Pending Home Sales See 0.5 Percent Increase in September

Pending home sales rose slightly in September and saw substantial increases in both the West and Midwest, according to the National Association of Realtors®.

The Pending Home Sales Index, a forward-looking indicator based on contract signings, increased 0.5 percent to 104.6 in September from 104.1 in August. However, year-over-year, contract signings dropped 1.0 percent, making this the ninth straight month of annual decreases.

Lawrence Yun, NAR chief economist, says that even though we are still seeing year-over-year declines, the latest monthly increase is a good, stabilizing trend. “This shows that buyers are out there on the sidelines, waiting to jump in once more inventory becomes available and the price is right,” he said.

Yun continues to point to the lack of inventory of moderately priced homes and affordability as factors restraining the housing market but when viewed through the lens of the last few decades, the current affordability climate is still favorable. “When compared to the year 2000, when the housing market was considered very healthy and home sales figures were roughly equivalent, the affordability conditions were much lower compared to now. So even though affordability has been falling recently, the demand for housing should remain steady.”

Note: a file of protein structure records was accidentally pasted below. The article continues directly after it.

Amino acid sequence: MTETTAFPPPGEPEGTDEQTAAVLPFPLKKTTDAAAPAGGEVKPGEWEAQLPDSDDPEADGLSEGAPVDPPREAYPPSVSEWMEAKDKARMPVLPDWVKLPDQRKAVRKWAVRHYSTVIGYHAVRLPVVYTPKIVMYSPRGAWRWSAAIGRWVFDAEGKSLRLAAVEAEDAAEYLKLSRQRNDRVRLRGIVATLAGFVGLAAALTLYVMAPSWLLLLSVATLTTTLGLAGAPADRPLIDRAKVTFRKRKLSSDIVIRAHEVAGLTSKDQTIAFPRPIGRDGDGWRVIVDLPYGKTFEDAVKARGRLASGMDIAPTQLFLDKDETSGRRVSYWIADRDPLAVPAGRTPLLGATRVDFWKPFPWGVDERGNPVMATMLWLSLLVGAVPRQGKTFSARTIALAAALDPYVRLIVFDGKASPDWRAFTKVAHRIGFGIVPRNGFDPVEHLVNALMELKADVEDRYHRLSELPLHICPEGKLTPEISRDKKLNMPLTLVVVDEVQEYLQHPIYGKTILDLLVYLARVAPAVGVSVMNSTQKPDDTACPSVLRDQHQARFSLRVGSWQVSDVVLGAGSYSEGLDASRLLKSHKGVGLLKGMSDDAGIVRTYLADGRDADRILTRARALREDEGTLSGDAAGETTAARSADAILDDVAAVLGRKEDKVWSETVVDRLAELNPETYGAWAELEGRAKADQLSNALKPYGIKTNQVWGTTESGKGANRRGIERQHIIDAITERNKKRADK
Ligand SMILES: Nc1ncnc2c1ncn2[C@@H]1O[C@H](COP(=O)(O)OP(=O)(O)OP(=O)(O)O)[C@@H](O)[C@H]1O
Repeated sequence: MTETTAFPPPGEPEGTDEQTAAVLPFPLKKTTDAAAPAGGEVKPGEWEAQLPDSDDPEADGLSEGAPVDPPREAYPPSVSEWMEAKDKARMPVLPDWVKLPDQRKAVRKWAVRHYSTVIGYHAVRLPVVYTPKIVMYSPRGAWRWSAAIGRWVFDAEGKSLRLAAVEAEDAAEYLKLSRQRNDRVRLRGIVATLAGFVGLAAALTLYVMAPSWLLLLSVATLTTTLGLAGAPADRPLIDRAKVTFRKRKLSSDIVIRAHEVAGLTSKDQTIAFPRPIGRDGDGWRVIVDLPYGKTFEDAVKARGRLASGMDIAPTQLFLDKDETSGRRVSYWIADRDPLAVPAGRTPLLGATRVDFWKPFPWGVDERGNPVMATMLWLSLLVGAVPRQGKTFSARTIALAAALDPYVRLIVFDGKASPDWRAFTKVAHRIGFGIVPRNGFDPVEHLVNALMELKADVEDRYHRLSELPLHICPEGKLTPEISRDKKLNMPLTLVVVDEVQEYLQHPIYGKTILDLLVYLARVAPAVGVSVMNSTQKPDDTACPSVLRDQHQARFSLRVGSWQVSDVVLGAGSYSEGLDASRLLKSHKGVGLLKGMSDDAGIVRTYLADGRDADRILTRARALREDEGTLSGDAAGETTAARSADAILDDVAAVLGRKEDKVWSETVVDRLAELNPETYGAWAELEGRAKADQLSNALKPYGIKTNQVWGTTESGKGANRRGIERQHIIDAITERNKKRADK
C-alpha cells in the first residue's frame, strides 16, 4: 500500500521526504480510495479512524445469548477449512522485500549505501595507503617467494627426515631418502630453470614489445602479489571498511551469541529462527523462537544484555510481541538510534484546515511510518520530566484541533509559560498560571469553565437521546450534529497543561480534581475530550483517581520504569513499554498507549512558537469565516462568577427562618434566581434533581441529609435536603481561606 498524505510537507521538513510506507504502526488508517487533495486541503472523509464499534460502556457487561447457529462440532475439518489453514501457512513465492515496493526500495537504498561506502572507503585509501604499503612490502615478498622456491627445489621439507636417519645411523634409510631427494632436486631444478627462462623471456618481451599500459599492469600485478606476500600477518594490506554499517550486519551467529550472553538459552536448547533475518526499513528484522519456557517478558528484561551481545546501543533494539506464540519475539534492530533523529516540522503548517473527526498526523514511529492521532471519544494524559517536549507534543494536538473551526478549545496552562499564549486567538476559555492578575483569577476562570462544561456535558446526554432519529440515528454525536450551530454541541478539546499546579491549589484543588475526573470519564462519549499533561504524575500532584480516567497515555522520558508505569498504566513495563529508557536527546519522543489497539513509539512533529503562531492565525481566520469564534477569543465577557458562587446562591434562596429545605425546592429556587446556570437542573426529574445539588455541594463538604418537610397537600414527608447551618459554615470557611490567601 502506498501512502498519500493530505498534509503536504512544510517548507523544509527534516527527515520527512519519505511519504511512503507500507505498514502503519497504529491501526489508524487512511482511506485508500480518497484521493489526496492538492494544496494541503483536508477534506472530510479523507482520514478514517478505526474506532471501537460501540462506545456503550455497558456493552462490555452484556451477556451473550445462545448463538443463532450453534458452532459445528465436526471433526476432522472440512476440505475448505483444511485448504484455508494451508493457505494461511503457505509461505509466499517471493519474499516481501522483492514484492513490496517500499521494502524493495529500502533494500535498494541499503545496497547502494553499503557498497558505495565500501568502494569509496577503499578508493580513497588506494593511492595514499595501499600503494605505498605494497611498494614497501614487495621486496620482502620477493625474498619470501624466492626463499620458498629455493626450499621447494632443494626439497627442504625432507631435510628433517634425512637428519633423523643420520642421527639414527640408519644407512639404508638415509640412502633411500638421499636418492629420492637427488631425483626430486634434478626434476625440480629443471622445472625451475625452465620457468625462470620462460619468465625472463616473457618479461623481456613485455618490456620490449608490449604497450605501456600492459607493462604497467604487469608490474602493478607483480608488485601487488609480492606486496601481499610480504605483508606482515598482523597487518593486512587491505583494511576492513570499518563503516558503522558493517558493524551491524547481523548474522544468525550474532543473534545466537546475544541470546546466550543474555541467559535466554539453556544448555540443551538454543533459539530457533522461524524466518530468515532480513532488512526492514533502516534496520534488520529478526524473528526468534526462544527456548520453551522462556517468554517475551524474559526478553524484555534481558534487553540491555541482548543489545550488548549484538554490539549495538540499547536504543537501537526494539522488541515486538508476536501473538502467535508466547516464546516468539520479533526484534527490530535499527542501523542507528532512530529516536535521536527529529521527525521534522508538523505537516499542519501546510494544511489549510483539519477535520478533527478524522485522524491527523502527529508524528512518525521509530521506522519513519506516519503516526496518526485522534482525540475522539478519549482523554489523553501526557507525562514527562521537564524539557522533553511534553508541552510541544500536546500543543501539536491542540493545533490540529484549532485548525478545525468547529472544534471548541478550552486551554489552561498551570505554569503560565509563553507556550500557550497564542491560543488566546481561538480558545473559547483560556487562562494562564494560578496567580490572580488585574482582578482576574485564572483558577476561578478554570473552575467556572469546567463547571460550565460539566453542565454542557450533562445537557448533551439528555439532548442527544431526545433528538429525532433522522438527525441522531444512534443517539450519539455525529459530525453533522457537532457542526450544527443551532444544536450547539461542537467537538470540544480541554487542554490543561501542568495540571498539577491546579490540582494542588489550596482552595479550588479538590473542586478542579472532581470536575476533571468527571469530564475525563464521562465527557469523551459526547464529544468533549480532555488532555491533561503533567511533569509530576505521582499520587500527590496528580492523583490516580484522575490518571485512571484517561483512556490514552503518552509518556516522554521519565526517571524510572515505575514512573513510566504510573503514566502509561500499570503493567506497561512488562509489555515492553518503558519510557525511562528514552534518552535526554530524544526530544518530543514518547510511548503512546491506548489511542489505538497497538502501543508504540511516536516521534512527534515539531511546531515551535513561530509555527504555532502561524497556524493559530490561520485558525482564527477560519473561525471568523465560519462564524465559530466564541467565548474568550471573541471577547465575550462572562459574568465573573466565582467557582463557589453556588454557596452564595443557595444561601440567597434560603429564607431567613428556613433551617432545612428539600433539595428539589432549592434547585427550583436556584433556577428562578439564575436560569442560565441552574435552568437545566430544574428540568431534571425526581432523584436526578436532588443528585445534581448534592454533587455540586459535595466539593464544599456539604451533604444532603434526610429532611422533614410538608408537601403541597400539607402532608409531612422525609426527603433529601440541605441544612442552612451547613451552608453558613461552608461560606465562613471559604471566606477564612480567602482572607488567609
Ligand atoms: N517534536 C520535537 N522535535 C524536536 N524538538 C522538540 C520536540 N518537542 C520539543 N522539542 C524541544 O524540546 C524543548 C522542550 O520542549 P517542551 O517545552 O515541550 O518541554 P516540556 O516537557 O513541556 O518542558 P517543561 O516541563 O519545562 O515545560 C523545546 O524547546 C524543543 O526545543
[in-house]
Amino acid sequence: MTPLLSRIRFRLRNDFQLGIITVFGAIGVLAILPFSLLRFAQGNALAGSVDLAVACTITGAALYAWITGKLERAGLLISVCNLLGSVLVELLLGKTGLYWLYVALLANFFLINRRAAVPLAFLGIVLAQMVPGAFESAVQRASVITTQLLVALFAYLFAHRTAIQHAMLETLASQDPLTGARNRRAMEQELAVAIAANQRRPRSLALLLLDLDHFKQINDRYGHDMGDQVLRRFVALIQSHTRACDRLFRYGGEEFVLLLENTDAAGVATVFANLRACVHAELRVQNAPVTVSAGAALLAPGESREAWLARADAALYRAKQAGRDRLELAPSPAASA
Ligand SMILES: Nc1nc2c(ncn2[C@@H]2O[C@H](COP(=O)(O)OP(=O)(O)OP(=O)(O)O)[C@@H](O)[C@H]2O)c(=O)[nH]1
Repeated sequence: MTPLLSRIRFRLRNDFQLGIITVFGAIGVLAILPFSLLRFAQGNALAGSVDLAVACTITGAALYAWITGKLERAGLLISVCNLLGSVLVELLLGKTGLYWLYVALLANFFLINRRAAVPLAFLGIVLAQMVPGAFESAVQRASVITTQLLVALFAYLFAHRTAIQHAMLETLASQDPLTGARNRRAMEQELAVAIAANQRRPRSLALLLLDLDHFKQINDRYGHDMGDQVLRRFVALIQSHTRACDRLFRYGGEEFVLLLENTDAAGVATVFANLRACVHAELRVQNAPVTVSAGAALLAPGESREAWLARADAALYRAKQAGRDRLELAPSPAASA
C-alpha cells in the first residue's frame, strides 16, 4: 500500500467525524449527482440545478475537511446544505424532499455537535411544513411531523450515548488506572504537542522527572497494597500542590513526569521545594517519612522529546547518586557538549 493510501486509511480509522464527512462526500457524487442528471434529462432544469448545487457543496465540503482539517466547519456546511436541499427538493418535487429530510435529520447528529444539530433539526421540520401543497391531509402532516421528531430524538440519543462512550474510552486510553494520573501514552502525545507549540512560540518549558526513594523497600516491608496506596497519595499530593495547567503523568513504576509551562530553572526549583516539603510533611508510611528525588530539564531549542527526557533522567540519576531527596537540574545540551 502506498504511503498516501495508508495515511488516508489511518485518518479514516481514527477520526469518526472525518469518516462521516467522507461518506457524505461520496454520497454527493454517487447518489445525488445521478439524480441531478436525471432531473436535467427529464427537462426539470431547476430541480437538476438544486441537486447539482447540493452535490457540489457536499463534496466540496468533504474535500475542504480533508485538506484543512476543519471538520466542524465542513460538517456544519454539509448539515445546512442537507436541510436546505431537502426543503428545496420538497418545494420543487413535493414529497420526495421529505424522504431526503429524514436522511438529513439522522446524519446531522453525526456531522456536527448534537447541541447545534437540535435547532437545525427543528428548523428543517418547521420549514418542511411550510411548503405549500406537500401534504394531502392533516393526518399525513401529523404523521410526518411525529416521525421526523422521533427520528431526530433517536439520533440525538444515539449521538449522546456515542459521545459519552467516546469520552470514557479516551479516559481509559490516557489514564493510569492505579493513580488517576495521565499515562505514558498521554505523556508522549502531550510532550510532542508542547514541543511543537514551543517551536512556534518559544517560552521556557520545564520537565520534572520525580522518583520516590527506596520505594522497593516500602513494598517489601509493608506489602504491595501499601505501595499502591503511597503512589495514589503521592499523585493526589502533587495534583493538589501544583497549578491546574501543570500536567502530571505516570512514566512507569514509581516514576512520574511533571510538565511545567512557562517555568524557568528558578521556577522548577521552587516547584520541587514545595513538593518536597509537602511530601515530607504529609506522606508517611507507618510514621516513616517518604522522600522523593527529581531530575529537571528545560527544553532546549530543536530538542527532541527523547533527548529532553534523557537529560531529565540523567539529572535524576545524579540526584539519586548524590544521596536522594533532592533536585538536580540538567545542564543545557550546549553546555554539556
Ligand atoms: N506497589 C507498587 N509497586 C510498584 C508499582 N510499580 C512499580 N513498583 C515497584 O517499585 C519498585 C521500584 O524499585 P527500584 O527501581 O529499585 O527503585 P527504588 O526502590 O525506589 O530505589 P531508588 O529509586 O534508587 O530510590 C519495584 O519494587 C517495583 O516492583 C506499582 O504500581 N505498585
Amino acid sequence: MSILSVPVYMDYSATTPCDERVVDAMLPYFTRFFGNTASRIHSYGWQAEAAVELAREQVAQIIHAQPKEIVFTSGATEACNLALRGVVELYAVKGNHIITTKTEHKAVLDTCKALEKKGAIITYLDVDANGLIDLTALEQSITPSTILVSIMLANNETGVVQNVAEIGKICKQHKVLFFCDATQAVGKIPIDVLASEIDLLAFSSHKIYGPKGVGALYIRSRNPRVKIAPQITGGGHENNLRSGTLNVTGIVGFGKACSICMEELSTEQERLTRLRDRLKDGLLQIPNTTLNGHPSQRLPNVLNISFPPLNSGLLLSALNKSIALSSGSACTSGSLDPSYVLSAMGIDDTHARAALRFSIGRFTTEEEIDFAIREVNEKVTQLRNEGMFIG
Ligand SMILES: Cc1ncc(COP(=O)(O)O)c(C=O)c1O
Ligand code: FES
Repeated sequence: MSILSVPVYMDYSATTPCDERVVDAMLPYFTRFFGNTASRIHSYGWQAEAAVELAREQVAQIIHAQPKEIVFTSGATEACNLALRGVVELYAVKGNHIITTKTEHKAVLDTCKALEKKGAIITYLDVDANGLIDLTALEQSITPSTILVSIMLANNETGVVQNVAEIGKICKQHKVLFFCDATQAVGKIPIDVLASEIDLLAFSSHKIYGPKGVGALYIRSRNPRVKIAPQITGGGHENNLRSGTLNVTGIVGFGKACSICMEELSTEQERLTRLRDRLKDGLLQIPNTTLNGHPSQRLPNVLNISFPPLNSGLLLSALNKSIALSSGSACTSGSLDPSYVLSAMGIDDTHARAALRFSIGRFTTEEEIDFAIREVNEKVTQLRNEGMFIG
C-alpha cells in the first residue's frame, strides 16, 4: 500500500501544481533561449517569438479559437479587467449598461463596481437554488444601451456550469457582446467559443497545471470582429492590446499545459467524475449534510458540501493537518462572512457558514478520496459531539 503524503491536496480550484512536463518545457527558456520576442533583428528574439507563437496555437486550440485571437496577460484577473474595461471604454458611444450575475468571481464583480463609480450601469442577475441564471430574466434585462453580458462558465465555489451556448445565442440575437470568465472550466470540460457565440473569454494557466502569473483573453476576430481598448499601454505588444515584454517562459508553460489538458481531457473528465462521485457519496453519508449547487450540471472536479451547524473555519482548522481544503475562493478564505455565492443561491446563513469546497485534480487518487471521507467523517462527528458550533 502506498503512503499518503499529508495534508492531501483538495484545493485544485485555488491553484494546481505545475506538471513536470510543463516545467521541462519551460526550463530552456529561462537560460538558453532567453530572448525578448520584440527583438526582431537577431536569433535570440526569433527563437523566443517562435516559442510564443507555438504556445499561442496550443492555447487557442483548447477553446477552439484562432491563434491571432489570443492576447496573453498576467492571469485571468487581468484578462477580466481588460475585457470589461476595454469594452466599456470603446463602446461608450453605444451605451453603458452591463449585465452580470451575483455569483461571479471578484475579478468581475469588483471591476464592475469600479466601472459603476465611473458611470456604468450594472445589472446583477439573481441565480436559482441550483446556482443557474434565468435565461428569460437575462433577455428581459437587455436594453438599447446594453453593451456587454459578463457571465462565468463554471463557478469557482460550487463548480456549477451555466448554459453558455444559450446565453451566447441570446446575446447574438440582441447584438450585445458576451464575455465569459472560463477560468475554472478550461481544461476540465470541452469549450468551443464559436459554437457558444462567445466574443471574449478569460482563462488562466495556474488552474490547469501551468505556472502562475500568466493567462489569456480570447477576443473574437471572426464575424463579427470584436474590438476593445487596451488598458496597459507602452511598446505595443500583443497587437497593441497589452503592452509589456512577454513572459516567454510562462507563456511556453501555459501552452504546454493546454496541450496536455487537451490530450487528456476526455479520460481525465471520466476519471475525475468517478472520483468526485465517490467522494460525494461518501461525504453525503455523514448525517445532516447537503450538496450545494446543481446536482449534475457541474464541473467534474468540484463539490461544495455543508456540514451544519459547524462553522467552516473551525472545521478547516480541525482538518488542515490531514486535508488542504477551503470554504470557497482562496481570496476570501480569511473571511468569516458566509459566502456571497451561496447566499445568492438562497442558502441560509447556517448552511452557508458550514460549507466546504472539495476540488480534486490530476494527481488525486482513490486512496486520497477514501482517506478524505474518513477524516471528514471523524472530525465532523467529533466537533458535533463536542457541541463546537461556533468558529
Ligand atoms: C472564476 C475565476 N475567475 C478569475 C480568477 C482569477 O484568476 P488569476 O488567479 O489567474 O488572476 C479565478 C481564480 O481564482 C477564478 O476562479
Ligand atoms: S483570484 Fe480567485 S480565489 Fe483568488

While the economy is thriving, it has yet to have a substantial impact on the real estate market. However, Yun believes that may be about to change. “The general condition of the economy is excellent, it simply has not lifted home sales this year,” said Yun. “Home prices are still rising, so people who are purchasing are still seeing wealth gains.”

Yun pointed to year-over-year increases in active listings from data at realtor.com® to illustrate a potential rise in inventory. Denver-Aurora-Lakewood, Colorado, Columbus, Ohio, Seattle-Tacoma-Bellevue, Washington, San Diego-Carlsbad, California, and San Francisco-Oakland-Hayward, California saw the largest increase in active listings in September compared to a year ago.

With rising mortgage rates and high prices, conversations about the possible benefits of renting over buying have begun to pop up; however, Yun believes that homeownership is still the path to long-term financial health. “Excluding periods of subprime lending, homeownership has consistently led to wealth gains,” said Yun. “If people are willing to purchase a home within their budget, they will likely continue to accumulate equity.”

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